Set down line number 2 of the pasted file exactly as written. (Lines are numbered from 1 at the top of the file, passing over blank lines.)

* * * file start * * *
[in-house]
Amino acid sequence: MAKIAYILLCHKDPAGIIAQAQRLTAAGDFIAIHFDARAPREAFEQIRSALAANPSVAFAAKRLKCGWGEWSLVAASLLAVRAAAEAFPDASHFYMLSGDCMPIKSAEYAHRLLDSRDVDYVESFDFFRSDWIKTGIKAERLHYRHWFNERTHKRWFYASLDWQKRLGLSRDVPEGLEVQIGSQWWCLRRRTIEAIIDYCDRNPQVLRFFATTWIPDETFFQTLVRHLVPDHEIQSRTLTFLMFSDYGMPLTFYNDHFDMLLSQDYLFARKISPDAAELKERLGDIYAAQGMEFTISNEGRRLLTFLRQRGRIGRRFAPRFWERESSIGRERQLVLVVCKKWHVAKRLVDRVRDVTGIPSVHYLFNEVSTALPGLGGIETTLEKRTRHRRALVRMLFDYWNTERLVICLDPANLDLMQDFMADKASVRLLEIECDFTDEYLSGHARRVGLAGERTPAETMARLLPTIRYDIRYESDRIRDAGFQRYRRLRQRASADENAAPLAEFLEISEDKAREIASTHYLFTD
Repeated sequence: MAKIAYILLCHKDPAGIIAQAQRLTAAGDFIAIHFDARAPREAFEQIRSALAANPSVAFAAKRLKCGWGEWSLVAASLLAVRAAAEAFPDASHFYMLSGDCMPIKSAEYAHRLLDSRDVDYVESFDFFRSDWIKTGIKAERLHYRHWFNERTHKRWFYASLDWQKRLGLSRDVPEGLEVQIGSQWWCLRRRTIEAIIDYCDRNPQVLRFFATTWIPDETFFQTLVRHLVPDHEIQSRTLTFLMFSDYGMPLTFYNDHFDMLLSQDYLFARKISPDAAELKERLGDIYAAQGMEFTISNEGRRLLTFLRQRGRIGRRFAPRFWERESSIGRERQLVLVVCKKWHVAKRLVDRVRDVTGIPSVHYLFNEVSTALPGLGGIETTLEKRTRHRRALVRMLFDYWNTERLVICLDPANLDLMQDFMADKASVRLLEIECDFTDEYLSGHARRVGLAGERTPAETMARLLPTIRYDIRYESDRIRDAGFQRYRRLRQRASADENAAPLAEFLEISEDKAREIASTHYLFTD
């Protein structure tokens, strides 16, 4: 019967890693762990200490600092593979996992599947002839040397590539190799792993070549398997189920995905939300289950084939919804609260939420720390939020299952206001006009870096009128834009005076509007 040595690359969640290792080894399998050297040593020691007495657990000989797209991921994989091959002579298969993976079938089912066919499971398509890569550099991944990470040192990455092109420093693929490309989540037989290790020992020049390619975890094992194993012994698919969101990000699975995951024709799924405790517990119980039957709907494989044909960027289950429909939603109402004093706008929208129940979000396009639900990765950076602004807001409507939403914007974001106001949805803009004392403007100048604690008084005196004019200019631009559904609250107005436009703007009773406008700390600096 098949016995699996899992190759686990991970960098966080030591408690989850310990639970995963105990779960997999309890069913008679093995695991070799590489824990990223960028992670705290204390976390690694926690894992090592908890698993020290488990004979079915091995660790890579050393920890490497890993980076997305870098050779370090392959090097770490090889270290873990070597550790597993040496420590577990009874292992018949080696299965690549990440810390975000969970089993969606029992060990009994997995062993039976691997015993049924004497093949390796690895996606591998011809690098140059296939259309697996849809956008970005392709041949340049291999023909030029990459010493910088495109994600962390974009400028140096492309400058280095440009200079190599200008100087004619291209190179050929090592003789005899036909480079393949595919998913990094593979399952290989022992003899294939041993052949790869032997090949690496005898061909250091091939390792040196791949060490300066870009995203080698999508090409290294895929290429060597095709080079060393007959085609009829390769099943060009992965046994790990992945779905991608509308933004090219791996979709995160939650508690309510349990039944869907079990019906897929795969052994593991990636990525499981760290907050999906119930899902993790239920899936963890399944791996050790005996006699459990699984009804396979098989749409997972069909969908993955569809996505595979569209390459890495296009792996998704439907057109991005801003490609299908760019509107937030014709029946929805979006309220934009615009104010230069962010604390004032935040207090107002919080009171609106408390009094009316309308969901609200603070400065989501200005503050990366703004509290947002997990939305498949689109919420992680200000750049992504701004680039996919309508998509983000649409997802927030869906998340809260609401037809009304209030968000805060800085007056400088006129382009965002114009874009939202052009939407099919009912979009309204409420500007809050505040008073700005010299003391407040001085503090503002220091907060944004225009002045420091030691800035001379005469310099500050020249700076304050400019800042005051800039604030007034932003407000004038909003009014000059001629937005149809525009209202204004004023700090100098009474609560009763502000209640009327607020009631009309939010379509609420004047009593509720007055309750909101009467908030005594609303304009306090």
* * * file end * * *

Amino acid sequence: MAKIAYILLCHKDPAGIIAQAQRLTAAGDFIAIHFDARAPREAFEQIRSALAANPSVAFAAKRLKCGWGEWSLVAASLLAVRAAAEAFPDASHFYMLSGDCMPIKSAEYAHRLLDSRDVDYVESFDFFRSDWIKTGIKAERLHYRHWFNERTHKRWFYASLDWQKRLGLSRDVPEGLEVQIGSQWWCLRRRTIEAIIDYCDRNPQVLRFFATTWIPDETFFQTLVRHLVPDHEIQSRTLTFLMFSDYGMPLTFYNDHFDMLLSQDYLFARKISPDAAELKERLGDIYAAQGMEFTISNEGRRLLTFLRQRGRIGRRFAPRFWERESSIGRERQLVLVVCKKWHVAKRLVDRVRDVTGIPSVHYLFNEVSTALPGLGGIETTLEKRTRHRRALVRMLFDYWNTERLVICLDPANLDLMQDFMADKASVRLLEIECDFTDEYLSGHARRVGLAGERTPAETMARLLPTIRYDIRYESDRIRDAGFQRYRRLRQRASADENAAPLAEFLEISEDKAREIASTHYLFTD